Villegas hands over CBCP helm to Davao prelate
Lingayen-Dagupan Archbishop Socrates Villegas ended his four-year term on Thursday as president of the Catholic Bishops’ Conference of the Philippines (CBCP), handing over the post to a prelate whom President Duterte is said to be most comfortable with.
Villegas, a friend of the family of the late President Corazon Aquino, was succeeded by Davao Archbishop Romulo Valles, who had once asked former Davao City Mayor Duterte to stop cussing in his speeches.
Members of the clergy took to social media to thank Villegas for his leadership of the body, which spanned the presidency of Mr. Duterte and that of his predecessor, Benigno Aquino III, Mrs. Aquino’s only son.
Fr. Jerome Secillano, executive secretary of the CBCP’s permanent committee on public affairs, cited Villegas’ courage for standing up for his convictions, especially in the age of fake news in social media.
“Thank you for being the voice when everybody was silent, for being brave in the reign of terror, and for speaking the truth in the advent of fake news,” the priest said in a Facebook post.
It was in reference to Villegas’ outspoken views against the spate of extrajudicial killings in the Duterte administration’s war on drugs and the fake news stories attributed to the CBCP.
Villegas was the first high-ranking Church official to condemn the unabated killings of drug suspects in the administration’s drug war.
“From a generation of drug addicts, shall we become a generation of street murderers? [Can] the do-it-yourself justice system assure us of a safer and better future?” he had asked.
A protégé of the late Manila Archbishop Jaime Cardinal Sin, the 57-year-old Villegas was elected CBCP president in 2013, at the time when the controversial provisions of the reproductive health law was being contested in the Supreme Court.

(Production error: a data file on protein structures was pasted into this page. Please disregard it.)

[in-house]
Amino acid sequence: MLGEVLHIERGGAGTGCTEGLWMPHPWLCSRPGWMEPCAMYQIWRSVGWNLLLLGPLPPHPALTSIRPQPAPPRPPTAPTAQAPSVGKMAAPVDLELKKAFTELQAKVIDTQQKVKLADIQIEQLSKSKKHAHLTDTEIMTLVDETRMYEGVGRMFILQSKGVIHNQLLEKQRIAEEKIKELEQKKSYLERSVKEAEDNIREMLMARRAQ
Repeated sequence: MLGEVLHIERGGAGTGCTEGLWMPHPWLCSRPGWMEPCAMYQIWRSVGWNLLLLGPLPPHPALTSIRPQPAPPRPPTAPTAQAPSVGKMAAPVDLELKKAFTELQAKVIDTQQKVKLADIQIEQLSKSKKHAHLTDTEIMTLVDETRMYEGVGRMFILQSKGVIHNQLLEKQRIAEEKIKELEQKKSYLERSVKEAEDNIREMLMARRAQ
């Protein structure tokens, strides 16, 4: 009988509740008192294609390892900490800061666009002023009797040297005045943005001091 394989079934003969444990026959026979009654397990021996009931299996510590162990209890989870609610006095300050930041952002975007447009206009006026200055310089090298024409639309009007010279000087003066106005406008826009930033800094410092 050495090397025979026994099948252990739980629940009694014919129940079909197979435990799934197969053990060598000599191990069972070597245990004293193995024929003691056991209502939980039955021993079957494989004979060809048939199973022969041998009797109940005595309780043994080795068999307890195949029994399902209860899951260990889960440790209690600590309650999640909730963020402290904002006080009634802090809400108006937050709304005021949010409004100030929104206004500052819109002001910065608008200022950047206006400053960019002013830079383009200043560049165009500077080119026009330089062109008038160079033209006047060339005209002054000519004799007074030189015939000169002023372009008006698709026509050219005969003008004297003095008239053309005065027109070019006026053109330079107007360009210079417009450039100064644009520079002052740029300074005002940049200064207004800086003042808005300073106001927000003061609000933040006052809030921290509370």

The prelate has vigorously opposed the law, which the Church had variously described as “antifamily” and “antilife.”
Villegas also spoke out against the hero’s burial for the dictator Ferdinand Marcos in Libingan ng mga Bayani, saying it “insulted the Edsa spirit” that toppled Marcos’ authoritarian regime.
The martial law years, through which Marcos ruled the country with an iron hand, “made many people suffer by arbitrary torture and death.”
“We do not forget this. We will not allow that this be forgotten by the future generations in order that the same strong-hand oppression may not happen again,” said Villegas, former rector of the Edsa Shrine and vicar general of the Archdiocese of Manila.
It was during Villegas’ term as CBCP head that Pope Francis visited the Philippines in January 2015—the first papal visit to the country in two decades.
Fr. Ranhilio Aquino, dean of the Graduate School of Law of San Beda College, thanked Villegas for shepherding not only the CBCP but the Church “in these difficult and trying times.”
He noted that the prelate courageously stood his ground even if he was “slandered, vilified and pilloried for doing so.”
“Thank you for having been so kind to so many and an inspiration to us priests,” said Aquino, also the parish priest of St. Rose of Lima church.
Sin ordained the then 25-year-old Villegas in 1985 and made him his private secretary. In 2001, the late Pope John Paul II appointed Villegas auxiliary bishop and then three years later as bishop of Balanga in Bataan province.
Pope Benedict XVI appointed Villegas archbishop of Lingayen-Dagupan. —WITH A REPORT FROM INQUIRER RESEARCH
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